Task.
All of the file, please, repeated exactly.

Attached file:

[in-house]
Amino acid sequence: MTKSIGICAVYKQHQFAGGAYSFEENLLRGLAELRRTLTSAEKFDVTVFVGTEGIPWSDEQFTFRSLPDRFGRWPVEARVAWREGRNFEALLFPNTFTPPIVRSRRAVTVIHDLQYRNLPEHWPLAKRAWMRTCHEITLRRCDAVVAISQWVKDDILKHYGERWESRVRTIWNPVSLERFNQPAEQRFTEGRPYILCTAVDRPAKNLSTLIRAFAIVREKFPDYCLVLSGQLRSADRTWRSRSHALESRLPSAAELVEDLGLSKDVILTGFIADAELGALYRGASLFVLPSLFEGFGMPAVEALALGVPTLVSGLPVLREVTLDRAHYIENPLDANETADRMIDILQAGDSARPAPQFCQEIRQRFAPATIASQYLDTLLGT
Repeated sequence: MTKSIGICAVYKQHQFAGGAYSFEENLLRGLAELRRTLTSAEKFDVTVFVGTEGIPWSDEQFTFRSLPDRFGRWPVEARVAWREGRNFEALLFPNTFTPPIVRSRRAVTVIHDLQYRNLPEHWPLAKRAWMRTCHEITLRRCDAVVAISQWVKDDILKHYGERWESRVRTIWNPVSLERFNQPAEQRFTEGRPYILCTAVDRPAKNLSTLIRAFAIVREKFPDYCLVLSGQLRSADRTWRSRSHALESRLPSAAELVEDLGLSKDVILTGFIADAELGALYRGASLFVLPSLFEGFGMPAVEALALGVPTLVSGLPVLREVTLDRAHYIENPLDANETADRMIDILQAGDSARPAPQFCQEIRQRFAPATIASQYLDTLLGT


[in-house]
Amino acid sequence: MTKSIGICAVYKQHQFAGGAYSFEENLLRGLAELRRTLTSAEKFDVTVFVGTEGIPWSDEQFTFRSLPDRFGRWPVEARVAWREGRNFEALLFPNTFTPPIVRSRRAVTVIHDLQYRNLPEHWPLAKRAWMRTCHEITLRRCDAVVAISQWVKDDILKHYGERWESRVRTIWNPVSLERFNQPAEQRFTEGRPYILCTAVDRPAKNLSTLIRAFAIVREKFPDYCLVLSGQLRSADRTWRSRSHALESRLPSAAELVEDLGLSKDVILTGFIADAELGALYRGASLFVLPSLFEGFGMPAVEALALGVPTLVSGLPVLREVTLDRAHYIENPLDANETADRMIDILQAGDSARPAPQFCQEIRQRFAPATIASQYLDTLLGT
Repeated sequence: MTKSIGICAVYKQHQFAGGAYSFEENLLRGLAELRRTLTSAEKFDVTVFVGTEGIPWSDEQFTFRSLPDRFGRWPVEARVAWREGRNFEALLFPNTFTPPIVRSRRAVTVIHDLQYRNLPEHWPLAKRAWMRTCHEITLRRCDAVVAISQWVKDDILKHYGERWESRVRTIWNPVSLERFNQPAEQRFTEGRPYILCTAVDRPAKNLSTLIRAFAIVREKFPDYCLVLSGQLRSADRTWRSRSHALESRLPSAAELVEDLGLSKDVILTGFIADAELGALYRGASLFVLPSLFEGFGMPAVEALALGVPTLVSGLPVLREVTLDRAHYIENPLDANETADRMIDILQAGDSARPAPQFCQEIRQRFAPATIASQYLDTLLGT